Fatalities on Ohio roads increase in 2019

Ohio car fatalities

In an article dated January 17, 2020, the Daily Court Reporter stated that Ohio Governor Mike DeWine announced recently that fatalities on Ohio’s roads this year have increased over 2018, making 2019 one of the deadliest years on Ohio roads during this decade.

There have been a total of 1,119 fatalities on Ohio roads this year to date, as compared to 1,068 traffic deaths during the entire year of 2018. Overall, traffic fatalities have increased in five of the past six years.

“Distracted driving involving smartphones in, without a doubt, a major contributing factor to this increase in traffic fatalities, which is why I’ve asked the Ohio State Highway Patrol to increase enforcement of distracted driving violations over the holidays,” said Governor DeWine. “As we launch into one of the busiest travel times of the year, the way we drive will impact how many people are home for the holidays and how many people ring in the new year.”

According to the Ohio State Highway Patrol, more than 91,000 distracted driving crashes occurred in Ohio from 2013 to today resulting in more that 47,000 injuries. A total of 305 people were killed in distracted driving crashes during the same period.

Because drivers don’t aways admit to distracted driving, the actual number of distracted driving crashes, injuries, and deaths are believed to be significantly higher.

“I’m challenging everyone to put your smartphones away while you drive over the holidays and to make it your New Year’s resolution to drive without distraction every day going forward,” said Governor DeWine. “If you have a passenger, ask them to read or write texts for you, or if you are the passenger, speak up if you see your driver reaching for the phone.”

Parents are also encouraged to take time to talk with their young drivers about driving distractions. Between 2013 and 2018, Ohioans age 16-20 had the highest number of distracted driving crashes, followed by drivers between ages of 21-23.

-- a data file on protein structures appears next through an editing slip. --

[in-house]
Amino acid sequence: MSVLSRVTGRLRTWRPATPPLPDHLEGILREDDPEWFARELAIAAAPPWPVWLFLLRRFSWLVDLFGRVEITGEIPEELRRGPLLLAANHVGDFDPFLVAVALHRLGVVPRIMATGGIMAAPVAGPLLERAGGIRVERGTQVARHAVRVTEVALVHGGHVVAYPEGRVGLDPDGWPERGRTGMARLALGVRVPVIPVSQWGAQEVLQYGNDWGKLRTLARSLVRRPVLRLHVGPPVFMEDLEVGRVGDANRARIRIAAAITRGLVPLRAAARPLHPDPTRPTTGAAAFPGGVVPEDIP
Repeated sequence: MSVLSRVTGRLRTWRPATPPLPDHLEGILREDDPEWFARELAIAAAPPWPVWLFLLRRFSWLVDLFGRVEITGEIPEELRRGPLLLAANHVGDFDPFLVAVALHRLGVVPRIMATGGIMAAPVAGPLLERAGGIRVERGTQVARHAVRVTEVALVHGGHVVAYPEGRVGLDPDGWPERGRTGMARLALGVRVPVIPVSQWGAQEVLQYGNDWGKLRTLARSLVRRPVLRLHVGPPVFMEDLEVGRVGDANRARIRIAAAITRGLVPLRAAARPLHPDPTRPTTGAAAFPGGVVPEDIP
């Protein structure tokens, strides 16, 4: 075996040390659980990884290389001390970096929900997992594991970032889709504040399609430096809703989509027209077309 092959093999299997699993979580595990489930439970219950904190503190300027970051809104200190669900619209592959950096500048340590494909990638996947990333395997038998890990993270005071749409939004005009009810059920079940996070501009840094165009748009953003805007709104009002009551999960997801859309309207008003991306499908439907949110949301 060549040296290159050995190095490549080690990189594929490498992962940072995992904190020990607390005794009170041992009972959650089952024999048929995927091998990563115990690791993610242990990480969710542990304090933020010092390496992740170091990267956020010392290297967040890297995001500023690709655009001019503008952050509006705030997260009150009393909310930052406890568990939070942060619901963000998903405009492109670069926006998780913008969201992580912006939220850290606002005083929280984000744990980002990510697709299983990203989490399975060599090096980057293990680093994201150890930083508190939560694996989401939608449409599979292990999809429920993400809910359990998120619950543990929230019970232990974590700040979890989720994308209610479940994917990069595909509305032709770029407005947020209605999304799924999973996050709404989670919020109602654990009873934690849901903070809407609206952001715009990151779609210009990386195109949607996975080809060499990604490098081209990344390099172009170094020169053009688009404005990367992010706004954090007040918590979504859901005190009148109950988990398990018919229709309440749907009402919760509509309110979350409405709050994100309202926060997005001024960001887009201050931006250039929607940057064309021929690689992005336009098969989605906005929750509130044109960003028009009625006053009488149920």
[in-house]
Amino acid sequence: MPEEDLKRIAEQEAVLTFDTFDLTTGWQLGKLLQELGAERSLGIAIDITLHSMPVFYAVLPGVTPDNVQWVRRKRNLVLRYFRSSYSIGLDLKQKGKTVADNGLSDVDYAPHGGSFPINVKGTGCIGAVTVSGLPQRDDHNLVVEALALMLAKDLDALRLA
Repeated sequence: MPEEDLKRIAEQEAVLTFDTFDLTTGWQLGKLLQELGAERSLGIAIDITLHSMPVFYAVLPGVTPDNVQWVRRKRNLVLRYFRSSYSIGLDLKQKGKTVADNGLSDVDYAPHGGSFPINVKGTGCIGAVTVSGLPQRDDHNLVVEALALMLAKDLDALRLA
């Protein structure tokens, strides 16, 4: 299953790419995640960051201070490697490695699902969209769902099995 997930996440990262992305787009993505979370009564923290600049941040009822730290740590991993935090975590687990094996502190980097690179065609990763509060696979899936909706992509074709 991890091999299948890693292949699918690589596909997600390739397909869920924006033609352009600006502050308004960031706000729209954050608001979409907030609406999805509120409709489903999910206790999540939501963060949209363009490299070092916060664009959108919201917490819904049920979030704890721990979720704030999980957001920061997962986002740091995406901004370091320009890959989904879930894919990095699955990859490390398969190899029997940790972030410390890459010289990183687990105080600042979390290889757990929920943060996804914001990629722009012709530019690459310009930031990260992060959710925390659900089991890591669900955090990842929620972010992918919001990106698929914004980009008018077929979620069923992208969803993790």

Ohio law bans the use of any electronic wireless communication devices for drivers under 18. Texting while driving is illegal for all drivers but is a secondary offense for drivers 18 and above.

In addition to smartphone distractions, distracted driving includes any non-driving activity with the potential to distract a person from the primary task of driving and increase the risk of crashing. Distractions can be visual, taking eyes off of the road; manual, taking hands off of the wheel; or cognitive, taking the mind off of driving. Texting while driving is an example that results in all three types of distraction.

If you have lost someone in a car accident, the Ohio Wrongful Death Lawyers at Cowan & Hilgeman offer free case evaluations and only get paid an attorney fee if we win your case. You do not pay an attorney fee if we do not win your case. If you have questions regarding a potential wrongful death lawsuit, call the Ohio Wrongful Death Lawyers at Cowan & Hilgeman to speak with an attorney and schedule a free case evaluation.

What is the Maximum Amount of Compensation in Ohio if Injured in a Motor Vehicle Accident?

Maximum amount of compensation available in Ohio